Bonus points of some sort should be awarded to players who provide effective visual aids of their plan. After that, of course, the Faculty Adviser will rip it to shreds.
The villains then modify the plan to build something that works for all of them, and the original author of that plan is dubbed the "Mastermind" and they have a leadership position for the rest of the game.
First, notice that it's the players doing the plan voting, NOT their characters. This is an important distinction. A player should be able to separate their motivation (the telling of an excellent story), from their character's motivation (wealth, fame, power, etc.). Many villains are just too bossy to accept an Evil plan that wasn't their own, and that's okay. This is why their players are making the vote, on which plan they think sounds the most fun.
Why with the ripping and shredding? It's figurative, but the GM must pay close attention the goals and scope of each step, assuring that the plan can be assembled into concise episodes. Each step in the Evil Plan (basically) becomes an activity that must be completed (or failed) within a single game session, while the players also deal with daily drama and their personal issues within the group. This episodic structure forces each game session to have a specific and attainable goal, and is supposed to prevent cliff-hangers and run-on games. It is the Adviser's role to make sure that the plan has an appropriate number of steps for the length of game that is intended.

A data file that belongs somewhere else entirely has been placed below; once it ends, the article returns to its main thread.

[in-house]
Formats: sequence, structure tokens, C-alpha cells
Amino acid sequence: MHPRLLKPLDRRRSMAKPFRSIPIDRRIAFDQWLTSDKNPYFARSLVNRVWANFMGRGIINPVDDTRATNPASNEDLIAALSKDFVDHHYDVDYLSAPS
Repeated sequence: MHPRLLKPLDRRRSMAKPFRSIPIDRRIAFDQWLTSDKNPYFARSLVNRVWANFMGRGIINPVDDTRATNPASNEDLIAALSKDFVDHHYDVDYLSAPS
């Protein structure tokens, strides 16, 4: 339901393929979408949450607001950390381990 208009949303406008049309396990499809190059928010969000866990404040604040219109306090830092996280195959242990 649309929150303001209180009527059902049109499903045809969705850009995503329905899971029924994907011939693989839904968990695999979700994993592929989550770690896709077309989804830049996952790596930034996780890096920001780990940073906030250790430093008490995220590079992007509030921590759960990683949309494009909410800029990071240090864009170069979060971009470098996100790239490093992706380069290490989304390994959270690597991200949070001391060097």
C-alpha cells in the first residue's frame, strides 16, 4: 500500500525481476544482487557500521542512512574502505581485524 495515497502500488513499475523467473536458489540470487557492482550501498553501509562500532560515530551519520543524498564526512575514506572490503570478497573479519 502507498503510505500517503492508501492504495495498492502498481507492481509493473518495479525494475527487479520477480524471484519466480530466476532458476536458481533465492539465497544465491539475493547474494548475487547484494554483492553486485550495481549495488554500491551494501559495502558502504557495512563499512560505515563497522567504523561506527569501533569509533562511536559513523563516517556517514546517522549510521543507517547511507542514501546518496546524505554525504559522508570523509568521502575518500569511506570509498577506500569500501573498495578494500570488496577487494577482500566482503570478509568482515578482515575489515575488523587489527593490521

A good guide line is to take the number of steps in a plan, and double it to determine the number of episodes you will need. This compensates for planning sessions, intro , holiday specials, Prom night, and of course, compensating for tragic failure. For a game with about 10 episodes, you should have 4 to 5 steps to your evil plan. With more than that, it becomes difficult to complete in a timely manner.
Evil Villains love to plan, and to bicker over those plans. The Game Master should plan time for this. If a facility is to be infiltrated, consider whether players want to spend an entire session pouring over blue prints and collecting intel, or whether they want to do a seat of the pants dungeon crawl through a modern lab of bio-robotic horrors. This may put you behind schedule.
Once the players have agreed upon a rough draft of their plan, the Faculty Advisor should guide a character discussion to ensure that the plan has an actual character motivated purpose, and that the characters are united on their desire to see it through to completion. Otherwise, severe resistance and party in-fighting could be overly discouraging to the group. Before a plan is approved by the Faculty Adviser, he or she must be sure that the scheme is appropriate to the themes of the game. This detail cannot be over stressed. Evil High is a dark comedy, and while there is a lot of freedom in the game design, the players should spend more time laughing than they do grimacing. Imagine the events of the game as a television show. Try to keep the game at a PG-13 rating.
When the players and GM have all finally agreed on an Evil Plan, it is time to make it real, by drawing it out on poster board. Use Crayons, colored pencils, and as many different arts and crafts supplies as you can. No matter what you come up with, it will hang at every game session, and be the pole-star keeping you on task.